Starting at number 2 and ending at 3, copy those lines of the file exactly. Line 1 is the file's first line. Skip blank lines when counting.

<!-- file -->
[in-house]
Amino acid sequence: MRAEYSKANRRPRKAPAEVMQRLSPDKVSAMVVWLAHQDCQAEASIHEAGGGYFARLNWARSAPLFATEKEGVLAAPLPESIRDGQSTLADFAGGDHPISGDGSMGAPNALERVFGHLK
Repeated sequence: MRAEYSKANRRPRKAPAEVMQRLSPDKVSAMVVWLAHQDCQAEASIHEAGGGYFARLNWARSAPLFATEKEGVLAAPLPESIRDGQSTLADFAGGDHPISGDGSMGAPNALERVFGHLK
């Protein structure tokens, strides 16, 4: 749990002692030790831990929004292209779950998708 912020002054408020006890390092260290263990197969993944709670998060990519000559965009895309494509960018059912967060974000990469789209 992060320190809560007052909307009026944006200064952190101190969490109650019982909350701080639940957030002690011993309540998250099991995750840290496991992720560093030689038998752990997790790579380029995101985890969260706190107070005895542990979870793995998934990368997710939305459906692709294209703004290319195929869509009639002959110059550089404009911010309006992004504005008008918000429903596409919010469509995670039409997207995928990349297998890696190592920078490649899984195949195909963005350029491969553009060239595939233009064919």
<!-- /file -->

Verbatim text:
Amino acid sequence: MRAEYSKANRRPRKAPAEVMQRLSPDKVSAMVVWLAHQDCQAEASIHEAGGGYFARLNWARSAPLFATEKEGVLAAPLPESIRDGQSTLADFAGGDHPISGDGSMGAPNALERVFGHLK
Repeated sequence: MRAEYSKANRRPRKAPAEVMQRLSPDKVSAMVVWLAHQDCQAEASIHEAGGGYFARLNWARSAPLFATEKEGVLAAPLPESIRDGQSTLADFAGGDHPISGDGSMGAPNALERVFGHLK